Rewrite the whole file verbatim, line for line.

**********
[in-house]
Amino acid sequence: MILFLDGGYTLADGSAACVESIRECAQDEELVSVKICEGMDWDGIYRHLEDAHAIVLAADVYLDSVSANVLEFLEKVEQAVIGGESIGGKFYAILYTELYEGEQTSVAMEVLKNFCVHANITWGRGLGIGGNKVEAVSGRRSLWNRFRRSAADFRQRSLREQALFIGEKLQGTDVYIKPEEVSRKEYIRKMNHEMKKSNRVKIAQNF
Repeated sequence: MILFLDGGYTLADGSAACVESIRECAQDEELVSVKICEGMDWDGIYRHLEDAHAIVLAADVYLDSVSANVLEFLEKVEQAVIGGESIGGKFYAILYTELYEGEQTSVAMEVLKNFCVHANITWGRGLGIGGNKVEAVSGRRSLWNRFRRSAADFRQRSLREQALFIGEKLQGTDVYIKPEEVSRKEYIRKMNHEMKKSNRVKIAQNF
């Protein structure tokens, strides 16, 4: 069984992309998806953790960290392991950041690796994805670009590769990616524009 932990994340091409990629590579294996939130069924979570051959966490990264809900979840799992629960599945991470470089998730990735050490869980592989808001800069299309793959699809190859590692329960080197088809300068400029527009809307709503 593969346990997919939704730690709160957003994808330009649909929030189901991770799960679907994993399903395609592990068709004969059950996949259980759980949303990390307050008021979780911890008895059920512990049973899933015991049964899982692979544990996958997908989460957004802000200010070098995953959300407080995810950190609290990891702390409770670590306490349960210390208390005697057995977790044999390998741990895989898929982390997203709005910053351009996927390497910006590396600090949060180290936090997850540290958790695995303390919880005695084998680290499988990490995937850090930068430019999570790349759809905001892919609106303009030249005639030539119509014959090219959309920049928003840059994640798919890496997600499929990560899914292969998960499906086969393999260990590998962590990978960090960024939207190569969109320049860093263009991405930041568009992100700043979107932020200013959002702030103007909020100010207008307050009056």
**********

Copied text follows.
[in-house]
Amino acid sequence: MILFLDGGYTLADGSAACVESIRECAQDEELVSVKICEGMDWDGIYRHLEDAHAIVLAADVYLDSVSANVLEFLEKVEQAVIGGESIGGKFYAILYTELYEGEQTSVAMEVLKNFCVHANITWGRGLGIGGNKVEAVSGRRSLWNRFRRSAADFRQRSLREQALFIGEKLQGTDVYIKPEEVSRKEYIRKMNHEMKKSNRVKIAQNF
Repeated sequence: MILFLDGGYTLADGSAACVESIRECAQDEELVSVKICEGMDWDGIYRHLEDAHAIVLAADVYLDSVSANVLEFLEKVEQAVIGGESIGGKFYAILYTELYEGEQTSVAMEVLKNFCVHANITWGRGLGIGGNKVEAVSGRRSLWNRFRRSAADFRQRSLREQALFIGEKLQGTDVYIKPEEVSRKEYIRKMNHEMKKSNRVKIAQNF
């Protein structure tokens, strides 16, 4: 069984992309998806953790960290392991950041690796994805670009590769990616524009 932990994340091409990629590579294996939130069924979570051959966490990264809900979840799992629960599945991470470089998730990735050490869980592989808001800069299309793959699809190859590692329960080197088809300068400029527009809307709503 593969346990997919939704730690709160957003994808330009649909929030189901991770799960679907994993399903395609592990068709004969059950996949259980759980949303990390307050008021979780911890008895059920512990049973899933015991049964899982692979544990996958997908989460957004802000200010070098995953959300407080995810950190609290990891702390409770670590306490349960210390208390005697057995977790044999390998741990895989898929982390997203709005910053351009996927390497910006590396600090949060180290936090997850540290958790695995303390919880005695084998680290499988990490995937850090930068430019999570790349759809905001892919609106303009030249005639030539119509014959090219959309920049928003840059994640798919890496997600499929990560899914292969998960499906086969393999260990590998962590990978960090960024939207190569969109320049860093263009991405930041568009992100700043979107932020200013959002702030103007909020100010207008307050009056």